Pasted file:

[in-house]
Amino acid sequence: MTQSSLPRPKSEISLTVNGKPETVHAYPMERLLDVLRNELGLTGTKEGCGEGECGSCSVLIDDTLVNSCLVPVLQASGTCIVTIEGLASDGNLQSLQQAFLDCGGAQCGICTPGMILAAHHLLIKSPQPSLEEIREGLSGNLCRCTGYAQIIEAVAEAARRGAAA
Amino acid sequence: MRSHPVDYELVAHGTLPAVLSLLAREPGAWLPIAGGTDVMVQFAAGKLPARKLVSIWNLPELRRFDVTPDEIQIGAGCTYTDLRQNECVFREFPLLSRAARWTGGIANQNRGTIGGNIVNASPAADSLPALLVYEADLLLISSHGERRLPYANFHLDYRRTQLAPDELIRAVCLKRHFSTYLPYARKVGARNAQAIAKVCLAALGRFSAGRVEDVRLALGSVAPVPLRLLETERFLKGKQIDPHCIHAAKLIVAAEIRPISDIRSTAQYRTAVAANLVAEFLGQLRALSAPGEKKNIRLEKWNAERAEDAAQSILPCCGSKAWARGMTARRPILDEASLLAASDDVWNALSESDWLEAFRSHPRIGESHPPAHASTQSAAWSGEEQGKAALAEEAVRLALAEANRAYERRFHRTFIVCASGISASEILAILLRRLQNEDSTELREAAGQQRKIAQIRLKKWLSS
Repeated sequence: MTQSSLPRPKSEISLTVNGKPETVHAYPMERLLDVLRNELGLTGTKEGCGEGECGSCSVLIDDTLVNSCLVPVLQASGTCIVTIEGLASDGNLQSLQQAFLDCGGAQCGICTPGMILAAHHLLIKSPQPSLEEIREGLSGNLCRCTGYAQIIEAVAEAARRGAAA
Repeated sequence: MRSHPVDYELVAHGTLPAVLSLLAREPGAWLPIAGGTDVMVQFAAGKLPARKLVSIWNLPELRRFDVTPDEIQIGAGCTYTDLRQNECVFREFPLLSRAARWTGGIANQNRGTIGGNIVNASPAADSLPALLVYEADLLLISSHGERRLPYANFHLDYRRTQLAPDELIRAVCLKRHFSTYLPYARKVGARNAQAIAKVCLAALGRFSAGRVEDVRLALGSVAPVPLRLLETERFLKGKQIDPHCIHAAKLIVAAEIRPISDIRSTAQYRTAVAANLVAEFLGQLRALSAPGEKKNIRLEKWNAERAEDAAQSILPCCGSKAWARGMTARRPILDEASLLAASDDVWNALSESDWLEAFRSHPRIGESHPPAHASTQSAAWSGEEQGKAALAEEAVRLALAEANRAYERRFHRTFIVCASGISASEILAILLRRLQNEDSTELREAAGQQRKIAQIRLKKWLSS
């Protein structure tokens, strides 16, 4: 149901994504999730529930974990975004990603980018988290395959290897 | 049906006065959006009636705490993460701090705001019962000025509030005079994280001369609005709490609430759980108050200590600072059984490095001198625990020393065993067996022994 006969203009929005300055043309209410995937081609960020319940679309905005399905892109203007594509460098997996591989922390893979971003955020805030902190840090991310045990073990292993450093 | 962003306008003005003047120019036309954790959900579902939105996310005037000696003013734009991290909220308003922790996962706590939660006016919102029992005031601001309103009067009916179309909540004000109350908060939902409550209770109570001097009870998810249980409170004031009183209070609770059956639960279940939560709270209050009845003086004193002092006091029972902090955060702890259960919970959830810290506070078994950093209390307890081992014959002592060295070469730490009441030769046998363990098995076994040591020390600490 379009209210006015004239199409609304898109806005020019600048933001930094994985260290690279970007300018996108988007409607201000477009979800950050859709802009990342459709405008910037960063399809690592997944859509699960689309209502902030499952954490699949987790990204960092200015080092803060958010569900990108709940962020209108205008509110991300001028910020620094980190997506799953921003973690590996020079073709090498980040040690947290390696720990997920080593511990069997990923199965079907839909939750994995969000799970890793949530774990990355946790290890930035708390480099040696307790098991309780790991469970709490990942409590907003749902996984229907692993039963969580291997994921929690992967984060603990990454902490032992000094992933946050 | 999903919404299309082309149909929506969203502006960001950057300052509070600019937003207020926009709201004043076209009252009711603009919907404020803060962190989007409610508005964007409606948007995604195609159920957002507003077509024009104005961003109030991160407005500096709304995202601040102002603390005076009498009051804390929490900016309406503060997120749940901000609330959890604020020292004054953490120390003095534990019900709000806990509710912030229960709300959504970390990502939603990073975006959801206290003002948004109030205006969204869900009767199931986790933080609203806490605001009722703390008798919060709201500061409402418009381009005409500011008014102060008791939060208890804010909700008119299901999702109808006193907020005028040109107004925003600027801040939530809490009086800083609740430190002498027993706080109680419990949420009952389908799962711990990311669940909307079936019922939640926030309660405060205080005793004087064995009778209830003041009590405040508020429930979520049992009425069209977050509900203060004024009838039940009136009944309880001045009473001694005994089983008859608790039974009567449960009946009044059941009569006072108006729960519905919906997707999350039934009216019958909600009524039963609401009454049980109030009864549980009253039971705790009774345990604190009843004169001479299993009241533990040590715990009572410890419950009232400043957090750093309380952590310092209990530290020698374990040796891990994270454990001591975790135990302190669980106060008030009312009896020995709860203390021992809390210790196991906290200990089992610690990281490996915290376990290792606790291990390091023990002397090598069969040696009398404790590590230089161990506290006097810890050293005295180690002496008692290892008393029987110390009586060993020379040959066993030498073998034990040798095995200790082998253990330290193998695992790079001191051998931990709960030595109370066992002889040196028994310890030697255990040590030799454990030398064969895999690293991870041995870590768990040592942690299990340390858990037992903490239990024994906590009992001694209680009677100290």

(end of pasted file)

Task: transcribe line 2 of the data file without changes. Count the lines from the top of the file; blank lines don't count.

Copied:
Amino acid sequence: MTQSSLPRPKSEISLTVNGKPETVHAYPMERLLDVLRNELGLTGTKEGCGEGECGSCSVLIDDTLVNSCLVPVLQASGTCIVTIEGLASDGNLQSLQQAFLDCGGAQCGICTPGMILAAHHLLIKSPQPSLEEIREGLSGNLCRCTGYAQIIEAVAEAARRGAAA